and I noticed something that he, apparently, had not.
He sensed my moment of hesitation.
What’s wrong, do I have a spot?
Yep. It’s a little scabby right here. I wondered if you had something going on the other day, remember?
Yeah, it’s worse now, but it didn’t feel like anything. Not even that tingly feeling, that skin sensitivity, you know?
Yeah. But it doesn’t even itch? Mine always itches. That’s crazy.
Well, this is what you have to look forward to, maybe, I guess.
…You know, it’s been a year.
For me. It’s been a year now.
…Thanks for reminding me.
…Wait, me saying that upsets you?
It’s still a sore subject for me.
The conversation fizzled there. A little while later we exchanged goodnights and I love yous and went to sleep.
First thing I took away from this whole conversation was this: Boyfriend has been experiencing outbreak symptoms for at least a few days now, AND HE HAD NO IDEA. This is a guy who is aware of his HSV+ status, who knows what the symptoms look like, and we even noticed a rough texture on a little area of his penis a few days ago, AND HE STILL DIDN’T KNOW HE WAS DEVELOPING AN OUTBREAK. This is the reality of herpes, people. For most people who have it, it’s super mild. This is why it’s so easy to spread it. This is also why the stigma is ridiculous. You’re going to alienate people who have a generally harmless condition that is such a non-event that they’re completely oblivious to it.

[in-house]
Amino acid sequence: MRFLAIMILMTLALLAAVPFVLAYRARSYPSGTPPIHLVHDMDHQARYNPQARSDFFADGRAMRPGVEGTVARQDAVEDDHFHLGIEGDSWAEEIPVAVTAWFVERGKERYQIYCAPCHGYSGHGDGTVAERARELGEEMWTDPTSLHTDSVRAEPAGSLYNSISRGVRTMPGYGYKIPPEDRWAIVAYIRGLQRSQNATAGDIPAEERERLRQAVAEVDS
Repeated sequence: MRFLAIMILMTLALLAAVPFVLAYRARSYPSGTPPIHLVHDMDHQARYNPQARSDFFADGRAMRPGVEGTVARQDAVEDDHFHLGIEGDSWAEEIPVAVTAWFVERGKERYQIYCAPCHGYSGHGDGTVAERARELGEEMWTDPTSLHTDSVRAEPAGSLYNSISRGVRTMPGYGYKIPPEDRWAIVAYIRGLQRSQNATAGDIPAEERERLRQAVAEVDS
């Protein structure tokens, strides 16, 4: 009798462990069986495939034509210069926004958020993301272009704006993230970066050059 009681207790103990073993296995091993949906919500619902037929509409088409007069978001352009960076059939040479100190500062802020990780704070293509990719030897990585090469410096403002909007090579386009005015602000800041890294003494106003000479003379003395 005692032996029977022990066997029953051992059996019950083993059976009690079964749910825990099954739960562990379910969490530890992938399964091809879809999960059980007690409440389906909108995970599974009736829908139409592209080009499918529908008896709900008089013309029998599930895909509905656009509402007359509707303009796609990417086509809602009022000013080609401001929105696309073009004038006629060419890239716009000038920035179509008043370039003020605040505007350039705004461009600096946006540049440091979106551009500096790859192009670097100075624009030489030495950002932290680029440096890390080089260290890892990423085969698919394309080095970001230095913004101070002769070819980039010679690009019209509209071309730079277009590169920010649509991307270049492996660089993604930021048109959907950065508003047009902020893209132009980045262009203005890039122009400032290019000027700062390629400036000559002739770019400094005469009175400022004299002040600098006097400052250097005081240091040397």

I’m also a little bummed that I can’t always talk to him about my own experience without upsetting him. I mean, this is my life now. This is something I’m experiencing, and I share it with him, and it’s really something that only affects me and him in any real, functional way. I can tell him if I have symptoms, no problem, and he can tell me if he has them, and we adjust our activities accordingly. But he beats himself up so much for having spread it to me that I can’t talk about the transmission part of the whole deal without him going to a negative place. I don’t like making him feel that way, but I also don’t like feeling like I can’t talk about it. I have no idea if this will change or improve, or if it’ll always be an emotional taboo.
It makes me doubly thankful for the Tumblr community. I know I can always talk to you guys.
It’s not bad. Three little blisters, all in the same place, no bigger than about the flat surface of a metal thumb tack. They’re on my left outer labia, and it’ll probably suck a bit when they break and start sticking to my underwear.
This morning I was proud of myself because I remembered to request the white bread toasted for breakfast instead of the wheat. (Wheat bread is high in L-Arginine, a natural amino acid that can trigger outbreaks.) Generally I completely forget to consider my food choices during outbreaks, and I certainly can’t be bothered to worry about how herpes-friendly my meals are are between outbreaks. Today, today I remembered.
Of course, then I went out and picked up Halloween candy (because I wanted it), caffeinated soda (because Boyfriend wanted it), and pistachios (because we both like them). Chocolate, caffeine, and nuts? All trigger foods.
New Model For Vaccination Against Genital Herpes